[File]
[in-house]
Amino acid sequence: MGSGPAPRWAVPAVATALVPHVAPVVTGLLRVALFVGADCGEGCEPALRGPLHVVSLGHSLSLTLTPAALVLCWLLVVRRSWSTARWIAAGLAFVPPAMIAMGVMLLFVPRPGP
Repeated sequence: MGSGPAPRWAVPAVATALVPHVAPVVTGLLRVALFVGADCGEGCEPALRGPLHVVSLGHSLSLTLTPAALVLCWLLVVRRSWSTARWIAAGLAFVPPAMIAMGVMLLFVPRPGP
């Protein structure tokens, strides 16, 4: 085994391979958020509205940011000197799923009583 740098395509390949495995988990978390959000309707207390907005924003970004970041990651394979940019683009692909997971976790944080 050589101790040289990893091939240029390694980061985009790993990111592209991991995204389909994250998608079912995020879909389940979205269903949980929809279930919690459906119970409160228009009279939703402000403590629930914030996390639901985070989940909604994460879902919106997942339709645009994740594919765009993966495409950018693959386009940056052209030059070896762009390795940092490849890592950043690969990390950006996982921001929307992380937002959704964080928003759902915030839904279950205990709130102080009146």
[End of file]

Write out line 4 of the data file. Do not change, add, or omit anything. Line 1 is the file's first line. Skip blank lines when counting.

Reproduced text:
């Protein structure tokens, strides 16, 4: 085994391979958020509205940011000197799923009583 740098395509390949495995988990978390959000309707207390907005924003970004970041990651394979940019683009692909997971976790944080 050589101790040289990893091939240029390694980061985009790993990111592209991991995204389909994250998608079912995020879909389940979205269903949980929809279930919690459906119970409160228009009279939703402000403590629930914030996390639901985070989940909604994460879902919106997942339709645009994740594919765009993966495409950018693959386009940056052209030059070896762009390795940092490849890592950043690969990390950006996982921001929307992380937002959704964080928003759902915030839904279950205990709130102080009146």